The oil and gas industry is a mix of large companies that generate more income annually than some countries’ GDP and small operators that own companies with only a handful of employees. What they hold in common is a need to be as efficient as possible within their budgets. However, the approach and needs for a 5,000 employee publicly-traded company compared to a 5 person family-owned business are distinctly different. In this interview clip from The Crownsmen Podcast, our President Don Toews lays out three ways a large oil field operator differs from a small one when purchasing equipment plus one bonus tip that applies to both.
Large Companies Often Buy in Exact Multiples vs Small Companies Buy Single Units
One obvious difference between small vs large oil companies is sheer volume. A large oilfield company might need 36 matching pumps for their pipeline where a small oil and gas company might need one or two. Although it is worth mentioning than larger companies often have spur lines that can offer more flexibility in their purchasing decisions.
Large Companies Have Specs vs Smaller Companies Have Range
Often the larger companies will have detailed specifications for the pumps and engines they require. It is common to see 80 pages or more of specs from a larger company because they are dealing with multiple stakeholders including banks, insurance, engineers, and various departments of their company. Small companies often only have 1-2 decision-makers so you will be dealing directly with them and have the opportunity to find the range of equipment specifications they can work within while still getting the equipment they need.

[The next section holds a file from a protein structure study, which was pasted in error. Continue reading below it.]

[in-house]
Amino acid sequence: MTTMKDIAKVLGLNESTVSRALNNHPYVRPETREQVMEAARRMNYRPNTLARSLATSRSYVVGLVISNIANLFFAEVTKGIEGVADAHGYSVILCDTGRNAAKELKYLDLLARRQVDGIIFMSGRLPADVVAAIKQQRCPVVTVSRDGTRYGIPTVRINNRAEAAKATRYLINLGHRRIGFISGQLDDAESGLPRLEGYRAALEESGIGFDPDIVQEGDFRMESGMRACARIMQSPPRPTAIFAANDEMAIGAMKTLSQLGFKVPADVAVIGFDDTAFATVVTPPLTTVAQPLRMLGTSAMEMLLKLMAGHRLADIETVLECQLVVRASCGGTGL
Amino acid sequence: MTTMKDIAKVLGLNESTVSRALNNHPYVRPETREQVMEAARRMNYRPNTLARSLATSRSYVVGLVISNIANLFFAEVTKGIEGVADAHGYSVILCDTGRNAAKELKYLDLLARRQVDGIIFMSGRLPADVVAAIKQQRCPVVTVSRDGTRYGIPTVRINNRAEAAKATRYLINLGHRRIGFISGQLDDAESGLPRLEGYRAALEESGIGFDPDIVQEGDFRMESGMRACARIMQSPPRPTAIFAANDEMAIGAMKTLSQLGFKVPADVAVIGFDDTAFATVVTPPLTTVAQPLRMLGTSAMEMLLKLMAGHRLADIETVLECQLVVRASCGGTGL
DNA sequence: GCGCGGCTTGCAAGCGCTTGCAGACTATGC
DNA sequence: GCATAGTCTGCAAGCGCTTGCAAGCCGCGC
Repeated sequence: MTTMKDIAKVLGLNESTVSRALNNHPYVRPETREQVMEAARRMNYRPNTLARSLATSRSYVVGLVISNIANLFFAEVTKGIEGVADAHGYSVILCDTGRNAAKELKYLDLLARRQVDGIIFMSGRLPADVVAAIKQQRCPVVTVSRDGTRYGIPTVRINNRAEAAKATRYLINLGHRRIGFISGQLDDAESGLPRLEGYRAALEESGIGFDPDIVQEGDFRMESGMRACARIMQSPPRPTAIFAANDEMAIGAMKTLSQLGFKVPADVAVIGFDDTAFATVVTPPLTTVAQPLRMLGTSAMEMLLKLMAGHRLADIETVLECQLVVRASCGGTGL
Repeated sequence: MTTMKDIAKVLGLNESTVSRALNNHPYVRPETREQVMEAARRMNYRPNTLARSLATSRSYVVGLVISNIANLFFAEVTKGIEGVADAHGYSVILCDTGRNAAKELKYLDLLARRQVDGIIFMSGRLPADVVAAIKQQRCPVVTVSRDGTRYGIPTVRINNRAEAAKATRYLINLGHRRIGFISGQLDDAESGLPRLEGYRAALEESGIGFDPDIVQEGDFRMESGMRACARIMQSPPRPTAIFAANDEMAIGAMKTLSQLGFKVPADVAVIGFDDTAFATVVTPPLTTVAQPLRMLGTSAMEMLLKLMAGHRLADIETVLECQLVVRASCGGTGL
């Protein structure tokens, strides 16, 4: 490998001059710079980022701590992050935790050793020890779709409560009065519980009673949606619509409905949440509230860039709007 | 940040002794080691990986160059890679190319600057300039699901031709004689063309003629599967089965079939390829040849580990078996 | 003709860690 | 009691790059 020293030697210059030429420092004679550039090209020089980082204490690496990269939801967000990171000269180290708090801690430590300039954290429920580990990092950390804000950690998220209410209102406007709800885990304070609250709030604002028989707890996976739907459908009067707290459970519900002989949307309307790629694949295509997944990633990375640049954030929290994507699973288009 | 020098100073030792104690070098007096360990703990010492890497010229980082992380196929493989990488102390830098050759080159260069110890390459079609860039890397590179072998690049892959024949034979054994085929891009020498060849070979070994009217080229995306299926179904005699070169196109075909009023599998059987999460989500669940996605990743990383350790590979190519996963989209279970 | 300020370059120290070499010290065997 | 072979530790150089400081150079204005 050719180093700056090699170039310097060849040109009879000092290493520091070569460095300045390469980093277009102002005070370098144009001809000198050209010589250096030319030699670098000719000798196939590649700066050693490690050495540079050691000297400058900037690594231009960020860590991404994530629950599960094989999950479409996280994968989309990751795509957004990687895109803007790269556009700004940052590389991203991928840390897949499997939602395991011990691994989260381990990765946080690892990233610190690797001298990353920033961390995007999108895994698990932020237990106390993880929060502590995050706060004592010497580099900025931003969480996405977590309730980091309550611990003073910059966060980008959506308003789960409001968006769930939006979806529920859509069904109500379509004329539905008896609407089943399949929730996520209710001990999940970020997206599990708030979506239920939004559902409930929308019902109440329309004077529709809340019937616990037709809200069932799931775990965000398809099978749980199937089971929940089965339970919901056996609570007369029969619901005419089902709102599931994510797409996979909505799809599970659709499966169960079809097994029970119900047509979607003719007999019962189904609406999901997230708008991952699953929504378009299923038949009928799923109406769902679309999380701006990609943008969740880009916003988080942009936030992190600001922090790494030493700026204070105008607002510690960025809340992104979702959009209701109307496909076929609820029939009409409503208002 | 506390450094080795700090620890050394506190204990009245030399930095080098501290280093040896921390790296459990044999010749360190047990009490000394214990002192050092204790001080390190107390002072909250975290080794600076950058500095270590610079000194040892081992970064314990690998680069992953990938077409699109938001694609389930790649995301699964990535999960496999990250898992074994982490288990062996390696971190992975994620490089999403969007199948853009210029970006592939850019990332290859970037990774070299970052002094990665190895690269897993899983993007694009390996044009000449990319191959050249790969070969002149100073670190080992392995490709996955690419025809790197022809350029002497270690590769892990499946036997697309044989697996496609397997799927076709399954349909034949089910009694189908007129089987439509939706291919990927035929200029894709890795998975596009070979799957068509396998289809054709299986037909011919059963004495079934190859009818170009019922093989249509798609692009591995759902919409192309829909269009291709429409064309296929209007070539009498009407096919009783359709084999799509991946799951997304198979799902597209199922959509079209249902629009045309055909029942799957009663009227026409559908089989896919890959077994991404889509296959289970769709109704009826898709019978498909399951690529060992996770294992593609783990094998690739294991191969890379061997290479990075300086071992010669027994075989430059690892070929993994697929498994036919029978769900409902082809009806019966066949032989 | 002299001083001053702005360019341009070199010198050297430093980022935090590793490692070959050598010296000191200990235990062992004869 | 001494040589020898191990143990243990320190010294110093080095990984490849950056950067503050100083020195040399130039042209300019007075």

Large Companies Have Set Budgets vs Small Companies Have Needs
Similar to large companies having exact specifications on equipment vs smaller ones having more range, budgets are often approached differently for large and small energy companies. Large companies often have set annually or quarterly budgets to match up with equipment specifications while smaller operators are often more focused on the results they need and budget and will consider an older piece of equipment that meets their needs but at a lower cost. In fact often larger companies are required to purchase new equipment because of stakeholders’ interests.
Everyone Wants Respect
Don points out that one key is giving everyone respect. Large companies have requirements that they must fulfill as part of a larger overall strategy and maintain stakeholder relations vs small companies that often don’t have teams of engineers and experts so they require a more hands-on approach in choosing the right equipment. Both their needs are central to sustaining and growing the businesses they operate. Understanding those needs and how they differ will give you a competitive edge in building long term relationships with companies of any size in the oil and gas industry.
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